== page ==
How to Calculate Bitcoin Capital Gains by Hand

FIFO is a contraction of the term “first in, first out,” and means the first coins you purchased are the first coins you sold. FIFO is the most conservative way to calculate capital gains, and also the easiest. Here is how you can calculate your capital gains by hand using the FIFO method.

First, download a spreadsheet from your exchange showing your trades for the year. The spreadsheet should show the following information:

  1. Basis (price in BTC when you made purchase)
  2. Amount of BTC collected
  3. Date of basis
  4. Price of basis in USD at the date of sale
  5. Price in BTC when sold
  6. Amount of BTC sold
  7. Date of sale
  8. Price of BTC in USD at the date of sale

For instance, if you download a statement of your “fills” for the year from GDAX, you would get a spreadsheet that looks like this:

Table 1.jpg

Next, if you transferred BTC into GDAX instead of purchasing BTC directly in GDAX, you will need to add this information in the spreadsheet. In the example below, 1.3048406 BTC was purchased when the value of 1 BTC was $766.3771, and 0.72488808 BTC was purchased when the value of 1 BTC was $2,100.117. These purchases were made in a separate exchange but were transferred into GDAX at a later date.

Table 2.jpg

Next, to simplify the calculations, you will want to group sell orders that take place on the same date at the same price. In this example, a limit order on 06/16/2017 triggered 2 separate sells at the same price of $2,497. Since these orders are triggered at the exact same price, same date, they will constitute 1 taxable event. I highlighted a total of 4 taxable events in blue below.

Table 3.jpg

Now I will make a separate spreadsheet to the right of this spreadsheet to do the math. Using the data from the first taxable event, there was a sell of a total of 1 BTC (0.52493082 + 0.47506918). The price this was sold at was $2,497.00. The BTC portion sold was 1 BTC of the original 1.3048406 BTC which was purchased at $766.38 USD. Since we have depleted 1 BTC at $766.3771, we have 1.3048406 BTC – 1 BTC = 0.3048406 BTC remaining for our next calculation.

Table 4.jpg

In the next taxable event, I will calculate the gain by (1) subtracting the new sell price of $2,494.00 from the purchase price of $766.38 to get the total capital gain. I will then take this result and multiply this by the remaining amount of BTC that was purchased at $766.38. The calculation used is ($2,494 – $766.38) * 0.3048406 = $526.65.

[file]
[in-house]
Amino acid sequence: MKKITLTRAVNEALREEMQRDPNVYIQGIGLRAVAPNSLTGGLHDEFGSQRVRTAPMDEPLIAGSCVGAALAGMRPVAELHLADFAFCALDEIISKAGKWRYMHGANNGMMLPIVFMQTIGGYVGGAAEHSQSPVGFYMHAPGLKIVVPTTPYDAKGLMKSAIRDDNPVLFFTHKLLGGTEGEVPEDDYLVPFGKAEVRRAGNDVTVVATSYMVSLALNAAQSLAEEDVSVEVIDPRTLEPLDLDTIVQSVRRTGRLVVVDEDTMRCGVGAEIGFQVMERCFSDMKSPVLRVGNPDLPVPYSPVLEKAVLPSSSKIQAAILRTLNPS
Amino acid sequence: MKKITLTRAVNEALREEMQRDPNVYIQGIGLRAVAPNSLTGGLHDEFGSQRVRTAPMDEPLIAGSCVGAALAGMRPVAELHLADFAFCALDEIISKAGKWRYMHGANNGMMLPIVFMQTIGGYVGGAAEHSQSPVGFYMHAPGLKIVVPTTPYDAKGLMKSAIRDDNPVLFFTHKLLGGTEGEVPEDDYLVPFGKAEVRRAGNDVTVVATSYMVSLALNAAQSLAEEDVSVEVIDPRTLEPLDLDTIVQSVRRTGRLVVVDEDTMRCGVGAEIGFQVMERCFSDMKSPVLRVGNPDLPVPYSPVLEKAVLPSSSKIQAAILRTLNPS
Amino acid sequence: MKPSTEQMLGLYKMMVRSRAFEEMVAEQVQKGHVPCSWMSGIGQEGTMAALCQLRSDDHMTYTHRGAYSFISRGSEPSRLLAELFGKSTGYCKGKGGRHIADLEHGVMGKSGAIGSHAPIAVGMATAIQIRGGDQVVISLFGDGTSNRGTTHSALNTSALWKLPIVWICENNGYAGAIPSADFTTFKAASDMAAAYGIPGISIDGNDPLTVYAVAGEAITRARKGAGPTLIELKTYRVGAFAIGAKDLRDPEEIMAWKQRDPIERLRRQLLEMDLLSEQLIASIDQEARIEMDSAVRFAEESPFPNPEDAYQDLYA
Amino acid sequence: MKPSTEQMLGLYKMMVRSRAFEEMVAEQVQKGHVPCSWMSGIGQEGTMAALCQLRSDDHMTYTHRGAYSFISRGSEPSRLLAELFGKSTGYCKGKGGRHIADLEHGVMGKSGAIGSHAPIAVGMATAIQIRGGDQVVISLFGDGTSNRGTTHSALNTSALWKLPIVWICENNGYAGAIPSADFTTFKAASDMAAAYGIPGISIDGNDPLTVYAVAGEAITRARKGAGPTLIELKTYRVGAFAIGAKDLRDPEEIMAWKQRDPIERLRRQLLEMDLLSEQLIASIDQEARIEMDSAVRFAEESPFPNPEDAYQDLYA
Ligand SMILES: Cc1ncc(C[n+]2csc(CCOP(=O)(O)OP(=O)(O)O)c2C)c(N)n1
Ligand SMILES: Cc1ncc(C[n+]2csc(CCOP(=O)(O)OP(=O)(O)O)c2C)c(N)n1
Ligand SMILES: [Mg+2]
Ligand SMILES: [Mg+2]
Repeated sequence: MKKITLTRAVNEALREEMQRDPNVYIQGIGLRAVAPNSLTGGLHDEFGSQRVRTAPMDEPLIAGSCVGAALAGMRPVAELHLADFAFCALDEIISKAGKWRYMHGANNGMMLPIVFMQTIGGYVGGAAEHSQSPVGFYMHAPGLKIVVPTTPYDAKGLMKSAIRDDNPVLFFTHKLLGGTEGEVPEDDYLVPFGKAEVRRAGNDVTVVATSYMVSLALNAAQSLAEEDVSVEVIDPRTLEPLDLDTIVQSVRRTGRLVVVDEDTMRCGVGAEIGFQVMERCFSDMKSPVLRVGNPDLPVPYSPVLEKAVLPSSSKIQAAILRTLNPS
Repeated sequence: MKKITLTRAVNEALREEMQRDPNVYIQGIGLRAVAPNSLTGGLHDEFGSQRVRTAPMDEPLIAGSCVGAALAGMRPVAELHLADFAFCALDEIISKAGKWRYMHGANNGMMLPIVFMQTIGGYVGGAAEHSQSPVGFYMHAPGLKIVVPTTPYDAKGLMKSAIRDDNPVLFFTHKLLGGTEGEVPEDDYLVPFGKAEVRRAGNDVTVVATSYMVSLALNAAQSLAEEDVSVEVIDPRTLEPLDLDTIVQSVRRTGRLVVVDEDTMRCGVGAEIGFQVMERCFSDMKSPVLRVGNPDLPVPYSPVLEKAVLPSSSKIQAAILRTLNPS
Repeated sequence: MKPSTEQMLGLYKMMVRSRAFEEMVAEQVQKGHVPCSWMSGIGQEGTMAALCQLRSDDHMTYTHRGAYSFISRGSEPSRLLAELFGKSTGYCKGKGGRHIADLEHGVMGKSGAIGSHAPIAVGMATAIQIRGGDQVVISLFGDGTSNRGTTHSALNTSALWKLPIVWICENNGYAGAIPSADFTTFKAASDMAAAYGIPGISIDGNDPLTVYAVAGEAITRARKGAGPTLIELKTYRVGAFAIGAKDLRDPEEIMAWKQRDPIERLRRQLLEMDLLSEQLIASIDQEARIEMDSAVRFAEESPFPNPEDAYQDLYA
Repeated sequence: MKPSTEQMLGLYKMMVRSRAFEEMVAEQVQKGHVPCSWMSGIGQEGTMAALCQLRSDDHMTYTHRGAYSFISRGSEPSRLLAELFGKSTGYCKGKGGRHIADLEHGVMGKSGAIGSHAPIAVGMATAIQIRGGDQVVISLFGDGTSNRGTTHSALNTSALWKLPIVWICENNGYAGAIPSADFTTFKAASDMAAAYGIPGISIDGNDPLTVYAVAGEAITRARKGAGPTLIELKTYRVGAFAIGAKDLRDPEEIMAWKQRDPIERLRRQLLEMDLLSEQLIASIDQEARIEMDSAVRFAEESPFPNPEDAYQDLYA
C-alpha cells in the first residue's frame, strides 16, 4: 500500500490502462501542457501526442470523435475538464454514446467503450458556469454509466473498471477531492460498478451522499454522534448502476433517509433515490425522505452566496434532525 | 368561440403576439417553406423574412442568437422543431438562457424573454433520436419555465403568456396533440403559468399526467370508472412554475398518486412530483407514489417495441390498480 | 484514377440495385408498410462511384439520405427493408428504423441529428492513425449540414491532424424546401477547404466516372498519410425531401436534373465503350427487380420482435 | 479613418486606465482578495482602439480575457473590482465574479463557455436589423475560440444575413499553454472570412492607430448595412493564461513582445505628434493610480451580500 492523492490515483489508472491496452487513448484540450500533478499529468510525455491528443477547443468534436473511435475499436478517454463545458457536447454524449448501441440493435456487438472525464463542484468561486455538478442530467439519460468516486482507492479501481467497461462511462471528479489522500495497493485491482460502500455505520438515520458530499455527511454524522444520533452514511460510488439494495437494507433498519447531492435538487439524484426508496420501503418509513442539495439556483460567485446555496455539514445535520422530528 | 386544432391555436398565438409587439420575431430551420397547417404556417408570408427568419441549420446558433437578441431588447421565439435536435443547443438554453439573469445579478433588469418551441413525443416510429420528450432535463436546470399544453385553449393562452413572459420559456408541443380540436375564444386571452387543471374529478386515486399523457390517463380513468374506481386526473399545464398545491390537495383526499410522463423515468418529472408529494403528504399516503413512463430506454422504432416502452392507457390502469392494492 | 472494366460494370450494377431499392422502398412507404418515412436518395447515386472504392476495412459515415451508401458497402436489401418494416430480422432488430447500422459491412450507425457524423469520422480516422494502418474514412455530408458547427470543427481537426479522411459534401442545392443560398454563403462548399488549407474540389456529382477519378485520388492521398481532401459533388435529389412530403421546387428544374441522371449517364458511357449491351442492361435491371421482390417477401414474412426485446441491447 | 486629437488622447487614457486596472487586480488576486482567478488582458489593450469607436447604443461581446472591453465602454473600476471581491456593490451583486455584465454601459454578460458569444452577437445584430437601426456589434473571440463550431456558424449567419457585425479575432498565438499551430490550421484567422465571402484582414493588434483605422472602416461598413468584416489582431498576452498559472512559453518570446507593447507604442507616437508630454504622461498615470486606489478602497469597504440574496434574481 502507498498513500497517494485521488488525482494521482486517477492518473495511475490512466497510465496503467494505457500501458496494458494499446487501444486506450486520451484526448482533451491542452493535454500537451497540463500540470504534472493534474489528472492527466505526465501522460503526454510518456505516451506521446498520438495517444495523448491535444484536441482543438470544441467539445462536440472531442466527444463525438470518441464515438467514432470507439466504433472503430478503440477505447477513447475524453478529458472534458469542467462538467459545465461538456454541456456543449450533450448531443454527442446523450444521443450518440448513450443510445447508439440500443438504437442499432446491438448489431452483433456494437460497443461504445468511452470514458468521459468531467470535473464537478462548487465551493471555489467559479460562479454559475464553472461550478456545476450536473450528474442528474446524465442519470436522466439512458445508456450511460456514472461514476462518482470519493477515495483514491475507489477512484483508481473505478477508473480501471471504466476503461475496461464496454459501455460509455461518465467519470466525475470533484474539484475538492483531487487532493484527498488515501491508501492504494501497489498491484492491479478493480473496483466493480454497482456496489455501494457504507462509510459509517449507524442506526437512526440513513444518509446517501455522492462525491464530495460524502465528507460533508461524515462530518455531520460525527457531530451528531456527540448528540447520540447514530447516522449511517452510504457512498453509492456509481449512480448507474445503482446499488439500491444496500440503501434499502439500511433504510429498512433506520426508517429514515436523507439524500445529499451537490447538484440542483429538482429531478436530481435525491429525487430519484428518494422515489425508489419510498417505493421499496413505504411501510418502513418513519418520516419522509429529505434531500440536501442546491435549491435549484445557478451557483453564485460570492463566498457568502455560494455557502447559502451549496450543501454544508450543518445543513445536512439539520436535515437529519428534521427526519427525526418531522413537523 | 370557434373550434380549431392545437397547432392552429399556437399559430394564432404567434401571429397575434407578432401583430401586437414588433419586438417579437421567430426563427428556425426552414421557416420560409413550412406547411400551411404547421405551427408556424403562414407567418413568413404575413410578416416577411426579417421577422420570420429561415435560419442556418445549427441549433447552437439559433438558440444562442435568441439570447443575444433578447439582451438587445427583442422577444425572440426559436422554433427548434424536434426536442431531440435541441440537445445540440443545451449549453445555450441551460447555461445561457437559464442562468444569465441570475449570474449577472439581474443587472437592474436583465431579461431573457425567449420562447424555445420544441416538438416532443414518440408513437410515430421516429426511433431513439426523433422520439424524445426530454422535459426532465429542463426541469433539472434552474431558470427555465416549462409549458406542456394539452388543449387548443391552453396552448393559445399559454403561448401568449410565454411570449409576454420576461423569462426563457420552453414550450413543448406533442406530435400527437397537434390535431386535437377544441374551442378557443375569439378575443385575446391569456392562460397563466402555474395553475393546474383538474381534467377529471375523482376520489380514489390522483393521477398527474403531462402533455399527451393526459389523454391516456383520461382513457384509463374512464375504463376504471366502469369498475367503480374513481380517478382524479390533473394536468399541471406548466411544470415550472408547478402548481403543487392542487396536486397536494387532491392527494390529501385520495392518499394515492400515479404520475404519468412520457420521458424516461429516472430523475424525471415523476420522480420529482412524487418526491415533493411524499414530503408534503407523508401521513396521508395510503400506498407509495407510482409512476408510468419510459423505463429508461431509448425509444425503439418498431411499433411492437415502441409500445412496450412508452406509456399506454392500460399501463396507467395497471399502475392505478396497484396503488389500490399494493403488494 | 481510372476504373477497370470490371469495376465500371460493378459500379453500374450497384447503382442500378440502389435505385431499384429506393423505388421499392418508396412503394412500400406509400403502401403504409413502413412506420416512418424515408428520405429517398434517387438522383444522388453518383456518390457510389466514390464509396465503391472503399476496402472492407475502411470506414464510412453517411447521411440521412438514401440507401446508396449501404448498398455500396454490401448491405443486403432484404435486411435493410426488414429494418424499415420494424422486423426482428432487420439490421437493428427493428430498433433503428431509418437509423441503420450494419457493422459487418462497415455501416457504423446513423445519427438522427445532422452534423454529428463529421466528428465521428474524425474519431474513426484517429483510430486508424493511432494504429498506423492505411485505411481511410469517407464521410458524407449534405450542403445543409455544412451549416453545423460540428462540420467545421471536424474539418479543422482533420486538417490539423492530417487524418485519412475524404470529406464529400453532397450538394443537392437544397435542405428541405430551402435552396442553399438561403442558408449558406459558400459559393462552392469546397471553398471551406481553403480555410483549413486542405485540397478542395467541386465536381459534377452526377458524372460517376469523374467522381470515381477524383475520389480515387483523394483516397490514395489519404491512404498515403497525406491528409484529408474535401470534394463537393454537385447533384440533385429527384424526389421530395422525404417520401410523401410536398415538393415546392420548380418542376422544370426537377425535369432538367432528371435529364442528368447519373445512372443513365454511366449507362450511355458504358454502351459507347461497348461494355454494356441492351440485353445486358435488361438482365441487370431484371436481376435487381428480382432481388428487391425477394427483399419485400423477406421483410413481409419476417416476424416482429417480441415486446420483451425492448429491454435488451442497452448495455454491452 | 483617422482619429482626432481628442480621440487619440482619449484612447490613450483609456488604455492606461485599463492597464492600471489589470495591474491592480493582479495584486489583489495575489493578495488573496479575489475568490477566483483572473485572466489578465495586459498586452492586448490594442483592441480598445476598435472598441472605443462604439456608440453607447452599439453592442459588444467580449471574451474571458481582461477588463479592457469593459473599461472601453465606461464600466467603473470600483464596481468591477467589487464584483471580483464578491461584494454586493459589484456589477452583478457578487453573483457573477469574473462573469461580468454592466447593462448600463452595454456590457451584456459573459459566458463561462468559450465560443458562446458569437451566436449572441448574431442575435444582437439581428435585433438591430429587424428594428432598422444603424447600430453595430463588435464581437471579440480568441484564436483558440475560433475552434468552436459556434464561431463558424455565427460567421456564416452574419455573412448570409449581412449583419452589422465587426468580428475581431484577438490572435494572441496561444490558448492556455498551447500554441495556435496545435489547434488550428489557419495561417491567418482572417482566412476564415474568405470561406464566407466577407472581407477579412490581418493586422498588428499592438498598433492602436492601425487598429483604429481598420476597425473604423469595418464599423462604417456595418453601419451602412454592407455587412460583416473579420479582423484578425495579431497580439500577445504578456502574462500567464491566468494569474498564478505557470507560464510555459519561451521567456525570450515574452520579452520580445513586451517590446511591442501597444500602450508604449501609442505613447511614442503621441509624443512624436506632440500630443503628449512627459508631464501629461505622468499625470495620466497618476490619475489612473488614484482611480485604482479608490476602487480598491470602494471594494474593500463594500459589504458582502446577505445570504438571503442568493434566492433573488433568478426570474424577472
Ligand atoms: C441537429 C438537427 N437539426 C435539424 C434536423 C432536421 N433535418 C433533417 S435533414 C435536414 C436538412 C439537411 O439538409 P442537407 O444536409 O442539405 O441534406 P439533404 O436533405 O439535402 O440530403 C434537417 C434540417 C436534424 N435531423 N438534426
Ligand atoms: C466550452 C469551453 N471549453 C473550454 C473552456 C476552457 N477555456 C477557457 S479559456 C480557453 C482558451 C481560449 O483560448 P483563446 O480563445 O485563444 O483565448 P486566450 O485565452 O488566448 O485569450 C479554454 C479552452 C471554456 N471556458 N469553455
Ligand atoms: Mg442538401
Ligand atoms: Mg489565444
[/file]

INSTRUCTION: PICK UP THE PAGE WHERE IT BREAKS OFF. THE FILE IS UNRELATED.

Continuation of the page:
I have now used up my initial basis of 1.3048406 BTC and can calculate the remaining capital gain using the next basis of 0.72488808. However I only need a portion of this 0.72488808 amount to calculate the capital gain for the 1 BTC purchased at $2,494: I need only calculate the capital gain for 1 – 0.3048406 = 0.6951594 BTC. The result is ($2,494 – $2,100.12) * 0.6951594 = $273.81. Here is how the calculation will look in excel:

Table 5.jpg

The total capital gain from this second taxable event would be $526.65 + $273.81 = $800.46.

Table 6.jpg

 

Your remaining basis is now 0.02972868 BTC at $2,100.12 which can be applied to the next taxable event of selling 1 BTC at $2,509. Once the 0.2972868 is accounted for, you can move on to use the next basis of $2,489 and so forth. Here is the what the end result should look like:

Table 7.jpg

This is a relatively simple example showing 4 limit orders during the year. Many clients have hundreds if not thousands of limit orders to calculate – imagine doing the math for these line by line! Fortunately we are able to streamline the process and can calculate your capital gains or losses for you. If you need assistance feel free to contact us at https://denveraccountinggroup.com/contact/.

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